Unionised workers at South Korea's GM Daewoo Automotive & Technology Co. voted on Tuesday to accept a pay rise of 11% and other benefits, a company spokesman told Reuters, which noted that South Korea traditionally faces a seasonal rise in union action every summer and foreign investors frequently cite labour unrest as a key deterrent to investing in the country.

"Of more than 7,800 union members who cast ballots, 68.5% supported the proposal agreed between union leaders and the management," a company spokesman reportedly said.

According to Reuters, the agreement included an 11% rise in base salary, quarterly payments of 150,000 won ($US130.10) for children's education expenses and other incentives.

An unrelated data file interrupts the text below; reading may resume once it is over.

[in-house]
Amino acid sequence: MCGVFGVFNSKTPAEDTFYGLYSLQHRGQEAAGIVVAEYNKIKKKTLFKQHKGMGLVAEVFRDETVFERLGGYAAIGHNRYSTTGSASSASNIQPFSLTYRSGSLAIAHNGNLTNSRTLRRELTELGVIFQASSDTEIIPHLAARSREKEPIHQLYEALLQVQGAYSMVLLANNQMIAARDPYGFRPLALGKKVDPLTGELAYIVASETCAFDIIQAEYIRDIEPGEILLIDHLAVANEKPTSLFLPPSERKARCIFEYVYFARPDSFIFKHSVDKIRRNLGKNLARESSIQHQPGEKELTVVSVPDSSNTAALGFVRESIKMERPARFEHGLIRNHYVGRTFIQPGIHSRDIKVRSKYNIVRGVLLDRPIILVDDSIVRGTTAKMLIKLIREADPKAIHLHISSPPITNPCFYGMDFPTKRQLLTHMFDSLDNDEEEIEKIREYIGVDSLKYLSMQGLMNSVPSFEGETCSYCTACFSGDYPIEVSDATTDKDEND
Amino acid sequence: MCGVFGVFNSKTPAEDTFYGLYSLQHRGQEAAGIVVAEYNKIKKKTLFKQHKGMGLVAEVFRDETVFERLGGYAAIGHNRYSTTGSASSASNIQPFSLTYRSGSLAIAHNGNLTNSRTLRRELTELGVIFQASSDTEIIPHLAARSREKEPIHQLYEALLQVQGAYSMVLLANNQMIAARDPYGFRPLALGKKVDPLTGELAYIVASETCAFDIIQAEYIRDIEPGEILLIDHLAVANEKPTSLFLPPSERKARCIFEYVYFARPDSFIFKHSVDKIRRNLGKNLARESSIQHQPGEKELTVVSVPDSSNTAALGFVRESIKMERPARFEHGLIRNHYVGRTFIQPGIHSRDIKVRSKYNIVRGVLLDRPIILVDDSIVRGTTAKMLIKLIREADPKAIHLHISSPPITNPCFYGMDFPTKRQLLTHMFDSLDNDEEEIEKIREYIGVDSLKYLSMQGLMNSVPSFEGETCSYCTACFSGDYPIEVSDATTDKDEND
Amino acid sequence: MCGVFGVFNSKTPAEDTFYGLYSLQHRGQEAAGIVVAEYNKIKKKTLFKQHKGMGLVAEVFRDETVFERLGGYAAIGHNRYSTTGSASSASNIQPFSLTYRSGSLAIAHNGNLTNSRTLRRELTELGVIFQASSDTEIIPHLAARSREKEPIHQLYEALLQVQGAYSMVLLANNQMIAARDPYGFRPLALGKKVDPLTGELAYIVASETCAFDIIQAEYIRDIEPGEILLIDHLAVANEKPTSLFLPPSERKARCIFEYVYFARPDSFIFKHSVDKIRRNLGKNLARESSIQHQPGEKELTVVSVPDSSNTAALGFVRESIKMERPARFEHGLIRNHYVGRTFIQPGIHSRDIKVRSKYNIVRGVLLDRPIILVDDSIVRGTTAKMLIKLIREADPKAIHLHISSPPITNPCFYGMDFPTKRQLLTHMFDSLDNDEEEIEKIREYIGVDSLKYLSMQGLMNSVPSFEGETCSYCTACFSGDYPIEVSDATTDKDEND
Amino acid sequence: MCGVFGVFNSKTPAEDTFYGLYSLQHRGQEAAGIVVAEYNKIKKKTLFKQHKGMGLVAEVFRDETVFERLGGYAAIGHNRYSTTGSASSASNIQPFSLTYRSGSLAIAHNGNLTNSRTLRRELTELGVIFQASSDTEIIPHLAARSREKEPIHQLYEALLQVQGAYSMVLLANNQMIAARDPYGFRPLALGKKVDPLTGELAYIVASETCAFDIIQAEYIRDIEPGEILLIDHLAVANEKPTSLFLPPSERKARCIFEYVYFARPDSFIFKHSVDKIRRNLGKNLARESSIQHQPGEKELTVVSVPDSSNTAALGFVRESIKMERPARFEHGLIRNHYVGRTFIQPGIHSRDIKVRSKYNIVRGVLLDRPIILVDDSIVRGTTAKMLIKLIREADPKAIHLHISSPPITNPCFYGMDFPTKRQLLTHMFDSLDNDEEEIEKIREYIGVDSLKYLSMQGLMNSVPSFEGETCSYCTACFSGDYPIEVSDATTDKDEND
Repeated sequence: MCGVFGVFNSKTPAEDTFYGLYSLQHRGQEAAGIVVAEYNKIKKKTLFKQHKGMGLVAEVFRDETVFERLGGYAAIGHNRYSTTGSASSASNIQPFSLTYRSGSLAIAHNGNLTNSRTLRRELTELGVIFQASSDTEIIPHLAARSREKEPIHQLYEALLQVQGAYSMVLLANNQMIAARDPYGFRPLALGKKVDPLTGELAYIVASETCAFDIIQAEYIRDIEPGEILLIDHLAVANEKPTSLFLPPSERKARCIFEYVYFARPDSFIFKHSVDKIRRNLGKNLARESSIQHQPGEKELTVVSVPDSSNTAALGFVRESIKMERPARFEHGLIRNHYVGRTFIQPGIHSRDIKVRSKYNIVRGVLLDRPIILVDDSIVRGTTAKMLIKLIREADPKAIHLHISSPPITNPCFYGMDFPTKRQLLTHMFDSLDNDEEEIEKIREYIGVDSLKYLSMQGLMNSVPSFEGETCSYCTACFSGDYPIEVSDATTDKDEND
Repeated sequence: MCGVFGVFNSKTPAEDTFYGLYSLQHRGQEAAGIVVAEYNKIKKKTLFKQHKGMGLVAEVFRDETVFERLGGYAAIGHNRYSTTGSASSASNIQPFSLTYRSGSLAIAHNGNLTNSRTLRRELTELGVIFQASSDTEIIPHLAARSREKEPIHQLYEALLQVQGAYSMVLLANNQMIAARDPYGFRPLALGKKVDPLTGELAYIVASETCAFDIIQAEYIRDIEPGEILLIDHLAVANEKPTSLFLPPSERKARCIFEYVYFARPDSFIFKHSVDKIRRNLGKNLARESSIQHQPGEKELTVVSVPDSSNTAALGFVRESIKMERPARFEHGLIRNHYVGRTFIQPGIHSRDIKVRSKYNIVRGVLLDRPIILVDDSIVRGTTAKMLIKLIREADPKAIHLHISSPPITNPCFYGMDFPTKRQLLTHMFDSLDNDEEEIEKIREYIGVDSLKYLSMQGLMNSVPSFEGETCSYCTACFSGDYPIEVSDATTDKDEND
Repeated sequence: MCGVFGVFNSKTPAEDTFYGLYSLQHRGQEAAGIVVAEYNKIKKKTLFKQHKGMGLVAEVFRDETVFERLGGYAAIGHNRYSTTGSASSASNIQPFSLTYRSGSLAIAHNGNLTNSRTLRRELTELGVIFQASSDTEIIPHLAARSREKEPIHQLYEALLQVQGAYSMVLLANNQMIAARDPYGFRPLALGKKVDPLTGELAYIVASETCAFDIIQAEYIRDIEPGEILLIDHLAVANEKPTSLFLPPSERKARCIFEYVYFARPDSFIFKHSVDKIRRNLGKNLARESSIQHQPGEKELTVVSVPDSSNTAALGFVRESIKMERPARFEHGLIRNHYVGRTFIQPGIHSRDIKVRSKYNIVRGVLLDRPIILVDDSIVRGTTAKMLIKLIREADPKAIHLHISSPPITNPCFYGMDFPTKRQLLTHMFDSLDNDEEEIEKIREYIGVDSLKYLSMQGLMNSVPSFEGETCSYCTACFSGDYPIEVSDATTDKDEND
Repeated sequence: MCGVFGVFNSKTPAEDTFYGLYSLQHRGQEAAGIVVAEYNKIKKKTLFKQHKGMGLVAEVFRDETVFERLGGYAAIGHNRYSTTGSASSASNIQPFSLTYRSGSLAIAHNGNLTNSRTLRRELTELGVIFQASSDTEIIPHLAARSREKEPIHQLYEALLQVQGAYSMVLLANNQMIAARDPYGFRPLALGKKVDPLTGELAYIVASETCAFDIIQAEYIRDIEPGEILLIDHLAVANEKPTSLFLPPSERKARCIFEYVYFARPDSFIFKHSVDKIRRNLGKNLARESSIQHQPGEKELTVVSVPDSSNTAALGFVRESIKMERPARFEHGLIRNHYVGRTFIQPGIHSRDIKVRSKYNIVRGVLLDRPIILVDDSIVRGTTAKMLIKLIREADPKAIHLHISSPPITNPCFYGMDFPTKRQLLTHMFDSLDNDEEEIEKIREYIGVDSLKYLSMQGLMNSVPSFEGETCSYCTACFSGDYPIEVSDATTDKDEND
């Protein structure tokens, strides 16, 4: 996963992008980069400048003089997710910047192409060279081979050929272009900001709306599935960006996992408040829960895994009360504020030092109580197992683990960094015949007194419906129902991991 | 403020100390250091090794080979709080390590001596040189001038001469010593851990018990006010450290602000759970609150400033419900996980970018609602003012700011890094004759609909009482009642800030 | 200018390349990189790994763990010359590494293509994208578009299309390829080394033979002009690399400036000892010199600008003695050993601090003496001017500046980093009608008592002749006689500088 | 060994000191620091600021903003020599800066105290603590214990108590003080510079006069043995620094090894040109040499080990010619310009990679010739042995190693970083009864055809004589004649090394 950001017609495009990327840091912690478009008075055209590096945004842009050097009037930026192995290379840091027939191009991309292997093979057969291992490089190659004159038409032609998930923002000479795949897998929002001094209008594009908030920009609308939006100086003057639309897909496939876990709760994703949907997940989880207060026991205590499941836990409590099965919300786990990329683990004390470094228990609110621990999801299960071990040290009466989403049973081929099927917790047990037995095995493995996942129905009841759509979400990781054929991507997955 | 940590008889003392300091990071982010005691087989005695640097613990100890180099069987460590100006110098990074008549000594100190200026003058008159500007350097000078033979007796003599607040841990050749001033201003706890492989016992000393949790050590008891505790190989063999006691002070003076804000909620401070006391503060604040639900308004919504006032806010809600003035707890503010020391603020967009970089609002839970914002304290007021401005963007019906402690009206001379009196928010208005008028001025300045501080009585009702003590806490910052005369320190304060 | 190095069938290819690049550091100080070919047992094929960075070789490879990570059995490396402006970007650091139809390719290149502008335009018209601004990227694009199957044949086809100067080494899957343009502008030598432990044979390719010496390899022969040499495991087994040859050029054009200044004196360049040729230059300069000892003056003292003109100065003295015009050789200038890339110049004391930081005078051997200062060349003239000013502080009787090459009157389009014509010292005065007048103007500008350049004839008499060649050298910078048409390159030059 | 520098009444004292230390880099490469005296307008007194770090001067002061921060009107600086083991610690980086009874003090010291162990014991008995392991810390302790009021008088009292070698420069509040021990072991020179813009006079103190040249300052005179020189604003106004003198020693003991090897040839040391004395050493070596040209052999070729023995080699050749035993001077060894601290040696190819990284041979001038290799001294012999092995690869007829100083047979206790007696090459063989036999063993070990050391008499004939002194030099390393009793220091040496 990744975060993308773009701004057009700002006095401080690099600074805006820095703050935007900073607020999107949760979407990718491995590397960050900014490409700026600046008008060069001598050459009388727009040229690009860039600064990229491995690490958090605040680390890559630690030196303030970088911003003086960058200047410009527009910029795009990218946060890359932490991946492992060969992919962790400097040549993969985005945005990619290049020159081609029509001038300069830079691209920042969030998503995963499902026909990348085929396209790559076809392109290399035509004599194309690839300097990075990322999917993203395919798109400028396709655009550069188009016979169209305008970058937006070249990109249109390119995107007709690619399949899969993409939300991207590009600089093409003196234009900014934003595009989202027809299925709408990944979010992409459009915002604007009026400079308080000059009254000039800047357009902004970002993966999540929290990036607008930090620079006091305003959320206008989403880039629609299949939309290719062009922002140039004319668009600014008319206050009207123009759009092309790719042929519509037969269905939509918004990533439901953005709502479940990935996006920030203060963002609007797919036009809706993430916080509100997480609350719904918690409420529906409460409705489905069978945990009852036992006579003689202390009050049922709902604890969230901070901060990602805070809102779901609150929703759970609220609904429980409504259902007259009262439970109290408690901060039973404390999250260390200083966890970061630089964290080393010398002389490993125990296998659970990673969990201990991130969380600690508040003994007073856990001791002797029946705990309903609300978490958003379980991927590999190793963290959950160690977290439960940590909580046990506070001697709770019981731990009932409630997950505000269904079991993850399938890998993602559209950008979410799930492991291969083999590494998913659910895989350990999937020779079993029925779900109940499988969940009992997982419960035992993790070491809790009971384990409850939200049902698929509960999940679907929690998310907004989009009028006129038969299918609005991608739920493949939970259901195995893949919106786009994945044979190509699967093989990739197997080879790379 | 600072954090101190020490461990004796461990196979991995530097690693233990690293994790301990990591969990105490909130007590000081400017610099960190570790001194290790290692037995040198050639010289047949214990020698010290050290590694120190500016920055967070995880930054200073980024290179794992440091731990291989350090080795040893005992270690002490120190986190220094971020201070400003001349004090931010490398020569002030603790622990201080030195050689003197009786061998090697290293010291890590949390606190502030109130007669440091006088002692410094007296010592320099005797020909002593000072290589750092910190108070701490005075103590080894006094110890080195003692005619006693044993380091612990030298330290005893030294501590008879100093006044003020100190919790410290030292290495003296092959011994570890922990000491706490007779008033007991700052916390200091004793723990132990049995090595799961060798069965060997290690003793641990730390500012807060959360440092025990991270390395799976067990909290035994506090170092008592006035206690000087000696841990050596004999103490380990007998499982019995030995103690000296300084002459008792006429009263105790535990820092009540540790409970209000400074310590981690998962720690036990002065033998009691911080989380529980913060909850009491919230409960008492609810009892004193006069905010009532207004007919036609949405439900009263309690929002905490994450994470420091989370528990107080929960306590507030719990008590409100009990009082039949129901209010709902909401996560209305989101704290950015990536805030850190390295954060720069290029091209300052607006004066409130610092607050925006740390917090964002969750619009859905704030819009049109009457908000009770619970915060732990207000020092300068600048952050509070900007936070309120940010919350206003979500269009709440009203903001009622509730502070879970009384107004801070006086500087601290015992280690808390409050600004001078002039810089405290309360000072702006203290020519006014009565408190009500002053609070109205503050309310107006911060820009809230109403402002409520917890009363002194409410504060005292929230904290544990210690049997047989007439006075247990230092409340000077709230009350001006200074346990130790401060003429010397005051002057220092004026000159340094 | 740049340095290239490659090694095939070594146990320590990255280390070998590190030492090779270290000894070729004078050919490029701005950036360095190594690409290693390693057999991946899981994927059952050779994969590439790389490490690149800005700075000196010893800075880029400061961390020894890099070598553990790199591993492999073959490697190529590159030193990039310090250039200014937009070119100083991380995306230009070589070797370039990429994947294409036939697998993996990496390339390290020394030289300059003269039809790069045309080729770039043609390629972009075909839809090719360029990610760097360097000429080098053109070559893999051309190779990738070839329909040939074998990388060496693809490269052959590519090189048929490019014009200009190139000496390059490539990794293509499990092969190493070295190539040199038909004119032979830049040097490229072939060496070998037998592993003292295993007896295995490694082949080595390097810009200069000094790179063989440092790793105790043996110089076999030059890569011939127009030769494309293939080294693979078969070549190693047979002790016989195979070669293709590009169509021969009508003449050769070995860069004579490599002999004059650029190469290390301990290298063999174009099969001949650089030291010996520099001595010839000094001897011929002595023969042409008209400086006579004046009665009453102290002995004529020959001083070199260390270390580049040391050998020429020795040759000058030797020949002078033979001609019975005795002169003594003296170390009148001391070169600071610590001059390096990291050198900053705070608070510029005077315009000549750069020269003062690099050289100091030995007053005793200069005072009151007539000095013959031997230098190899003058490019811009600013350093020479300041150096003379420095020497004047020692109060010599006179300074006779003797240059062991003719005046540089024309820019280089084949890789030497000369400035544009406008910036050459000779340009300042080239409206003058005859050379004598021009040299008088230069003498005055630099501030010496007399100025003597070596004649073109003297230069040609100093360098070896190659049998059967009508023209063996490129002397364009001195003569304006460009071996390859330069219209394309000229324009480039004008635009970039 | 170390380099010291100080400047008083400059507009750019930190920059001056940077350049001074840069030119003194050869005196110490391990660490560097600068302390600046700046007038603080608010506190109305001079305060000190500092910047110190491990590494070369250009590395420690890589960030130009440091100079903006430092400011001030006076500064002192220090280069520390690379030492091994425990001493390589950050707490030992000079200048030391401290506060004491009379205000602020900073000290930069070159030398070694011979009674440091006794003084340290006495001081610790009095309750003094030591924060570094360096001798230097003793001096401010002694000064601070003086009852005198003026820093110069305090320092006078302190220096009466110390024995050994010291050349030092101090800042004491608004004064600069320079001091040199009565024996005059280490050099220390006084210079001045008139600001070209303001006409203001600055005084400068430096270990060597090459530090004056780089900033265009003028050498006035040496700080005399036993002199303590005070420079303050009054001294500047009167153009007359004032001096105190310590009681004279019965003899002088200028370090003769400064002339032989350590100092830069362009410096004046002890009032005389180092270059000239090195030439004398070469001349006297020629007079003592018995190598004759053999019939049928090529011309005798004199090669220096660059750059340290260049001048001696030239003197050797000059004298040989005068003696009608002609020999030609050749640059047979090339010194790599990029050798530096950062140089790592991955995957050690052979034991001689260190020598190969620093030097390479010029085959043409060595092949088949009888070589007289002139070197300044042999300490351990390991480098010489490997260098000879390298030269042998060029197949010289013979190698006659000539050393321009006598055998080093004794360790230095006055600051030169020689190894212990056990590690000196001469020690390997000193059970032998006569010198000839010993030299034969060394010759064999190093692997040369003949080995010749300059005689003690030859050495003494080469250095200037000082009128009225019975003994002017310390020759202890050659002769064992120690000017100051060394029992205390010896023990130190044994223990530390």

The report said unionised workers have been on full or partial strike since July 9 demanding a pay rise of 17%.

The labour unrest at GM Daewoo, which is capable of producing 470,000 vehicles a year, had cost the car maker 3,500 vehicles in lost production, the spokesman told Reuters.

The news agency added that GM Daewoo's 8,200 member union includes workers at the Pupyong plant, the former Daewoo Motor's oldest and biggest plant, that was left out of a deal between General Motors and creditors when GM and partners took a majority stake in some of the assets of Daewoo Motor in 2002, creating unlisted GM Daewoo.

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